NEWPORT -- When the new Claiborne d. Pell Elementary School opens in the fall of 2013, for the first time in memory, Newport’s entire elementary population will be housed under one roof; the four remaining elementary school buildings shuttered and presumably put on the auction block.
But what if Newport's school age population rises?
City Councilors and School Committee members discussed just that during a recent meeting of the Newport School Committee and City Council Liaison Subcommittee on Wednesday, April 11.
Though it's still months before any action is taken on the properties, according to City Manager Jane Howington, she and Supt. John H. Ambrogi have already begun planning for the eventual disposition of the schools.
To that end, Howington explained that upon examining the four closed schools, “[the city] does an assessment on the possible reuses of the buildings, which may shed some light on what buildings are more marketable, or which buildings would bring in a greater amount of revenue … which would help inform [the school department] which one would be best to keep.”
One of those options, according to Ambrogi and school committee member Robert Leary, should include the school department keeping at least one of the school buildings for future use.
When the Sullivan School was demolished to clear the site for the future Pell School, all students were moved to the Triplett School on Broadway for the interim. However, before the students and teachers from Sullivan could relocate, it meant moving the existing Aquidneck Island Adult Learning Center from Triplett out to the Kennedy School Annex in Middletown.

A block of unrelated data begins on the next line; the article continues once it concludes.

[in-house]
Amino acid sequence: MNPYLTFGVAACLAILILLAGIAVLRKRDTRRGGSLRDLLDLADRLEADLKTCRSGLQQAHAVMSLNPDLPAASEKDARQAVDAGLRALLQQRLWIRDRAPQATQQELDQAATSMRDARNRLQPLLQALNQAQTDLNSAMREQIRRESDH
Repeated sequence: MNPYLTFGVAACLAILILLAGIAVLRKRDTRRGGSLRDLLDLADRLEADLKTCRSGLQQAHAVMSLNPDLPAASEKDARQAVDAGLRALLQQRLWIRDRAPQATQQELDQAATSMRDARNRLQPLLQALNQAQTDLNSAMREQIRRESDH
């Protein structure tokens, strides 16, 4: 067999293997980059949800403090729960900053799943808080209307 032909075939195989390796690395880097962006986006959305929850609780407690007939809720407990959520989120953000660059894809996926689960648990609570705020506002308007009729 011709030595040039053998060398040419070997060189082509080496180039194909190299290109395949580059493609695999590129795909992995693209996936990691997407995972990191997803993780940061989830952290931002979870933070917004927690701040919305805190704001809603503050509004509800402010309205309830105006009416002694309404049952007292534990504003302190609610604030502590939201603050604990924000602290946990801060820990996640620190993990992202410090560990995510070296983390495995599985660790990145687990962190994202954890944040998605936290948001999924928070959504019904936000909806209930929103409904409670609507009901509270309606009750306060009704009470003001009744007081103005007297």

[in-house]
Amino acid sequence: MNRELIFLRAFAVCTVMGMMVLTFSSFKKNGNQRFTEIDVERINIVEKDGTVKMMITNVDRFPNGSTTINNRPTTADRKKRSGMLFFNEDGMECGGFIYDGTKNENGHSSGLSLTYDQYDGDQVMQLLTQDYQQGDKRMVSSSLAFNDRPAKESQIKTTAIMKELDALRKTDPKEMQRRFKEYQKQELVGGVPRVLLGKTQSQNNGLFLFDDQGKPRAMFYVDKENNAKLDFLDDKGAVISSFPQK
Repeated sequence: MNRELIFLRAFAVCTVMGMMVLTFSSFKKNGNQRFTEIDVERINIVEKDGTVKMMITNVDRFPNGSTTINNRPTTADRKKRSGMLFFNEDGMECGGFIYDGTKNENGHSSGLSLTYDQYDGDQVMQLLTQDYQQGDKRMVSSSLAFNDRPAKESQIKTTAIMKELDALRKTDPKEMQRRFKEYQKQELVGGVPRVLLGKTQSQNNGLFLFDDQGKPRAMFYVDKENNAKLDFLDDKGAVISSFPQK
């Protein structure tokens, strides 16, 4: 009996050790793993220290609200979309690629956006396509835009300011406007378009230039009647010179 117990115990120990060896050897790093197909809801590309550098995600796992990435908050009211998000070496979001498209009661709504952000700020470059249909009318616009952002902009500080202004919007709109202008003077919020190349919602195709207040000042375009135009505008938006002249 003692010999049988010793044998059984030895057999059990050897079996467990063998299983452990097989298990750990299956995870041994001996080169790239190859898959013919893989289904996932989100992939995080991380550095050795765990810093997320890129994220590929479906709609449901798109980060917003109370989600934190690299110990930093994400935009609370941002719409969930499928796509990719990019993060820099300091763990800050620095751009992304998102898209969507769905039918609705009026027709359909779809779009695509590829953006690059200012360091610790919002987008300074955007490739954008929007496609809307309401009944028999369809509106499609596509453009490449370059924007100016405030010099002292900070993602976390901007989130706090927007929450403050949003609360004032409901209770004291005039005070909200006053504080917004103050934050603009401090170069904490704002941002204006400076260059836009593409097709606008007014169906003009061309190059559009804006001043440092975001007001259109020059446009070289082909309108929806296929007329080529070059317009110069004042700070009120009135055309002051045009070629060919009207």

If the school department were to keep one of the school buildings, Leary pointed out that the adult education program would be able to come back into Newport.
Another reason the school department would need to keep a building is for the possibility of another surge in student enrollment. Such a scenario is not without precedent.
As recently as last month, the School Committee voted to construct two additional classrooms at the Pell School after it was revealed that a bump in Newport’s student population put the school on the brink of being undersized.
Adding to the enrollment issue, Leary pointed out that a fenced-off area in the city’s north end is the future site of a new public housing development that would potentially bring in many families and children.“This is going to be one of the big issues coming up in the next election,” Leary said, regarding how many schools, and which ones, the school department should keep.
City Councilor Naomi Neville confirmed there will be future housing developments in the north end, saying, “They will build it as some point. It’s always been known, so those [enrollment] numbers should be accounted for. That housing has always been planned.”
Adding to concerns, it was also noted that the capacity of the Pell School was decided during a time when the general enrollment in Newport’s schools were on the decline, a trend that was reversed this past summer when a late jolt in enrollment came as a surprise to the school department.
“The question is whether or not the information we got during the [planning] process was the information that ultimately comes to reality a couple years from now,” Ambrogi said. “The need to keep at least one of the schools for a number of different reasons might be something the school committee may want to do.”